If you were feeling charitable, you could say this post owes a lot to Jeff Sullivan’s recent set of articles examining pitch comps. If you weren’t feeling charitable, you could say this post is a shameless appropriation of his ideas. Either way, you should read those articles! They were very good, and very entertaining, and directly inspired this post. There were seven, in total: here, here, here, here, here, here, and here. I’ll wait.
Back? Good! In the comments of the third article, someone asked Jeff about finding the “most signature” pitch, or the pitch with the worst/fewest comps. Jeff said: “Wouldn’t be surprised if it was Dickey or the Chapman fastball. That math… I’m afraid of that math, but I might make an attempt.” Jeff has looked at unique pitches twice (Carlos Carrasco’s changeup and Odrisamer Despaigne’s changeup, the last two articles linked above), but I wanted to attack the question in a less ad-hoc fashion, looking at all pitches rather than singling some out.
Jeff wasn’t wrong, though – the math is not simple. His methodology doesn’t really work here for a couple reasons. First of all, I’m looking for uniqueness rather than similarity. I could just flip Jeff’s method around and look for high comp scores, like what he did for the Carrasco/Despaigne changeups, but I also want to consider all pitch types. Again, Jeff sort of did this in the Despaigne article, by comparing his changeup to a few different pitch types, but that is not really feasible for every pitch thrown.
What this means is that a new method is needed to directly calculate dissimilarity. We could find the maximum distances from the mean (basically Jeff’s method), which would work for a single pitch type: if all the pitches are clustered together, with similar velocities and breaks, calculating the distance from the mean to find the weirdest pitch makes sense. But consider this hypothetical set of pitches, graphed on two axes for simplicity:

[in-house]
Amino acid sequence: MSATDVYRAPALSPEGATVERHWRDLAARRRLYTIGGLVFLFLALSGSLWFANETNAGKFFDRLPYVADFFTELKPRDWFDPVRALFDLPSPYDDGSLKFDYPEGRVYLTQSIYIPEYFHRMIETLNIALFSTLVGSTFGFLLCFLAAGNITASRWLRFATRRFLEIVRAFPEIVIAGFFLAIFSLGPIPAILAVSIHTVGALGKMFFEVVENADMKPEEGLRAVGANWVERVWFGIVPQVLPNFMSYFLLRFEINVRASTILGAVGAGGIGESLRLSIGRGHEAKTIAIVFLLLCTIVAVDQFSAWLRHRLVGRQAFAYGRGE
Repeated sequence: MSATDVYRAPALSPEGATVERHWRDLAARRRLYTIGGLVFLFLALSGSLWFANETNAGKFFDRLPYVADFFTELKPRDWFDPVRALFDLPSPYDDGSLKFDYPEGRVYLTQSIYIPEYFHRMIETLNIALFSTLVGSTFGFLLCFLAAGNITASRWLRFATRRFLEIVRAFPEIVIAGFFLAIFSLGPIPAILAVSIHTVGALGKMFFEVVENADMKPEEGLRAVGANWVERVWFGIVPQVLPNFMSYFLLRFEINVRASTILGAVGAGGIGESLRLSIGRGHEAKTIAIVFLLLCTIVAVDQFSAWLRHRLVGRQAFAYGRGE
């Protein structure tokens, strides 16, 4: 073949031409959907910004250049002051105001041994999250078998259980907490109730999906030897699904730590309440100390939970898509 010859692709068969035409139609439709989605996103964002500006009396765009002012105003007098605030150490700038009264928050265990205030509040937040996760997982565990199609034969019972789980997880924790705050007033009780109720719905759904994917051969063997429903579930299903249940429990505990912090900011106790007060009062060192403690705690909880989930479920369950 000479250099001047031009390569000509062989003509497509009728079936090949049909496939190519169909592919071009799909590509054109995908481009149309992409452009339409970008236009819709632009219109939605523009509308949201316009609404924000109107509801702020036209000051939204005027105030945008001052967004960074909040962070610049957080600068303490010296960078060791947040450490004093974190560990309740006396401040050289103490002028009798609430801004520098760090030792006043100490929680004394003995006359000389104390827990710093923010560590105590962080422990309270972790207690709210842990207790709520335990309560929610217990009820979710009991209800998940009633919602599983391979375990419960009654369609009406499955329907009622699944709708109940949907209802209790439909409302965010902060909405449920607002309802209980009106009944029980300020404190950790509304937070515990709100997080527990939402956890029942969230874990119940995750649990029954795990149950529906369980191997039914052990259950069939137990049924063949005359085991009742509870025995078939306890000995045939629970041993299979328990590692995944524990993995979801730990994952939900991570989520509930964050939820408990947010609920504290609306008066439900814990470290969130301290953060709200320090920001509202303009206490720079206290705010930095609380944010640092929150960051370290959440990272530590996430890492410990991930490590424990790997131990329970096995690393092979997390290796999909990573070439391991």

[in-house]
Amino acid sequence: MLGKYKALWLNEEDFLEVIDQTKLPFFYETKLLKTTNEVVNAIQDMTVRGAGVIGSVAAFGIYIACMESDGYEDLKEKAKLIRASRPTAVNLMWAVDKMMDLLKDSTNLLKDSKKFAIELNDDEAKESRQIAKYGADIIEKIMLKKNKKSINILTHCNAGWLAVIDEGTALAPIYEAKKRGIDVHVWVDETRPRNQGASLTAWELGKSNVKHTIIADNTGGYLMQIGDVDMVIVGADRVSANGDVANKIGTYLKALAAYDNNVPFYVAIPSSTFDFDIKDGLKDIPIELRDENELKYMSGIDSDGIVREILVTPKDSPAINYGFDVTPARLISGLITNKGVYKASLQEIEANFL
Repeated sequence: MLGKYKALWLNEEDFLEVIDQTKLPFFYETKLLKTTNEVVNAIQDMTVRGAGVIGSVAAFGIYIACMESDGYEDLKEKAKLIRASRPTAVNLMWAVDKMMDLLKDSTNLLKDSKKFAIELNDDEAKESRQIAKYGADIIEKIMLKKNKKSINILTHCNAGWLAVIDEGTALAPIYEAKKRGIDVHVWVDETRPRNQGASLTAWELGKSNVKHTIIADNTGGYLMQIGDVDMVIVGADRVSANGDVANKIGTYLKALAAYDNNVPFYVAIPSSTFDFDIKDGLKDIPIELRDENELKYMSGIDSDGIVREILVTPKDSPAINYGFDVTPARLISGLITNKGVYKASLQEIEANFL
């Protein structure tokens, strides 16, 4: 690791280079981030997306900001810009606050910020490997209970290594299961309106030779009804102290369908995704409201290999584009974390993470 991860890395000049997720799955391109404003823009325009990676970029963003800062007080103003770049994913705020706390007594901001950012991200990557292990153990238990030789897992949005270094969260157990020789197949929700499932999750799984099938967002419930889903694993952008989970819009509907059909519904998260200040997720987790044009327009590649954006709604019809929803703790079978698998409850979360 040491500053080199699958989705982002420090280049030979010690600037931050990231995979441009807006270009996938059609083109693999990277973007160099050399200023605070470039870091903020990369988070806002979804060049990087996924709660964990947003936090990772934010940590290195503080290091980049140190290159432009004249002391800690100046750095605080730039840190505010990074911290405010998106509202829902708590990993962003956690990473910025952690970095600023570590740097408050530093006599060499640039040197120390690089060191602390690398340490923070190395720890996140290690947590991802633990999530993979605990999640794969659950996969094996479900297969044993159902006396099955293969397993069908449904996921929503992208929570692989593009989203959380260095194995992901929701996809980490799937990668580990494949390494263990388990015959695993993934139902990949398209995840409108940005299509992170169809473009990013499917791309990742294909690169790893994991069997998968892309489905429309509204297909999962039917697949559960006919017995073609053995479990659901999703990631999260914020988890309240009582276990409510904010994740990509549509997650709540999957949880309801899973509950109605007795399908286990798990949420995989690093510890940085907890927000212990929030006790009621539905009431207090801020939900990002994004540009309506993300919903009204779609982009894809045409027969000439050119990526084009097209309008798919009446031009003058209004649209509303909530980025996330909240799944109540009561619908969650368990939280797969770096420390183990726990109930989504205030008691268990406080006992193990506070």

Obviously, the pitch that corresponds to the red point is the sort of thing we’d like to identify as unique. It’s also exactly at the center of that dataset, and would show up as the least unique pitch, if distance from the mean was used to determine uniqueness. Luckily, there’s an algorithm that is designed to find outliers in a more rigorous way.
This is where the math gets scary. The algorithm is called Local Outlier Factor analysis, which identifies outliers in a dataset based on the density of data around that point as compared to its neighbors. In this context, the density around a point is a function of how similar the best comps are for each pitch. Each point gets a score, where anything near 1 indicates normal, and higher values indicate greater isolation. I’m not going to go into detail, but if anyone wants to learn more, feel free to ask in the comments, or just Google it. It’s fairly simple to run it on all pitches, with the relevant variables of velocity, horizontal break, and vertical break.
Any pitch thrown more than 100 times in 2014 was included, and righties and lefties were considered separately (since pitches that move the same way obviously are very different based on what side of the rubber they come from). But enough about methodology! Here are the top five most signature pitches, for righties and lefties, along with their LOF scores, followed by some gratuitous gifs.